Three questions about the legality of the Obama Administration’s anti-sexual assault on campus polic

Kudos to Yale law professor Jed Rubenfeld for a thoughtful piece in theNew York Times explaining why the Obama Administration’s decision to force campus kangaroo court disciplinary tribunals to go full marsupial with regard to sexual assault allegations is a bad approach to reducing sexual assault. Special kudos for Rubenfeld for writing this even though writing on this particular topic in such a prominent venue will inevitably bring out (and has inevitably has brought out) the smear brigade.

I agree with around 90% of what Rubenfeld writes, and I encourage folks to read the whole piece. Curiously for a law professor, though, he mostly leaves out the question of whether the relevant rules are lawful. Here are three questions suggesting they may not be.

(1) the Department of Education’s Office of Civil Rights created new nationwide standards for adjudicating claims of sexual assault by a combination of a 2011 “Dear Colleague” letter and a 2014 “Questions and Answers” publication. Can OCR in effect promulgate draconian new and very specific rules regarding how to deal with sexual assault on campus (on pain of universities losing all federal funding) without going through the notice and comment process?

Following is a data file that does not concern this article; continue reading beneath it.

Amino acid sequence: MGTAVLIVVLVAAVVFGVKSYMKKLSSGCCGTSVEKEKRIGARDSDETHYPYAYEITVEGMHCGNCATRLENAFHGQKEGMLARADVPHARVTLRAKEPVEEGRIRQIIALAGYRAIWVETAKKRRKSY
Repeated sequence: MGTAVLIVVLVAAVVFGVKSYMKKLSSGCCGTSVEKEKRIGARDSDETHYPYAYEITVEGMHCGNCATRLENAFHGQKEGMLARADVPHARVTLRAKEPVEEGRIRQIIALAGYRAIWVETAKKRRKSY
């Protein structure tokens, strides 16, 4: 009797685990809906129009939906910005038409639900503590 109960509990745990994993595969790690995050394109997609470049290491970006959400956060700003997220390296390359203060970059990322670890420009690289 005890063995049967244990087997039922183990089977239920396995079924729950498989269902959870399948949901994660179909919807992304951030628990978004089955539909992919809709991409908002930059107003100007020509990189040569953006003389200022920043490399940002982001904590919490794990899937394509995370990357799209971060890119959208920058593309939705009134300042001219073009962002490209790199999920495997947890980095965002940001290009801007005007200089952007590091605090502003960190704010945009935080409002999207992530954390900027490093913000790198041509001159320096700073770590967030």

(2) In Davis v. Monroe county Bd. of Ed., 526 U.S. 629 (1999) the Supreme Court held that the only relevant obligation school administrators have with regard to sexual harassment is to not show deliberate indifference, and to “merely respond to known peer harassment in a manner that is not clearly unreasonable.” The same or similar standard should logically apply to peer sexual assaults, which the OCR also polices as sex discrimination under Title IX. If so, OCR is implicitly arguing that before it stepped in, almost every university in the United States was dealing with claims of sexual assault in a clearly unreasonable manner. Can that be right?

(3) OCR totally forbids university disciplinary panels from considering an accusing student’s sexual history with anyone other than the accused (see F7 of the questions and answers). Not a single jurisdiction in the United States has such a draconian a “rape shield” rule, and for good reason–a blanket exclusion of such evidence that applies even in the (unusual) cases that such evidence is highly relevant violates the accused’s due process rights. Is there some reason that forcing universities to apply this rule doesn’t violate students’ due process rights?

David Bernstein is the George Mason University Foundation Professor at the George Mason University School of Law in Arlington, VA.

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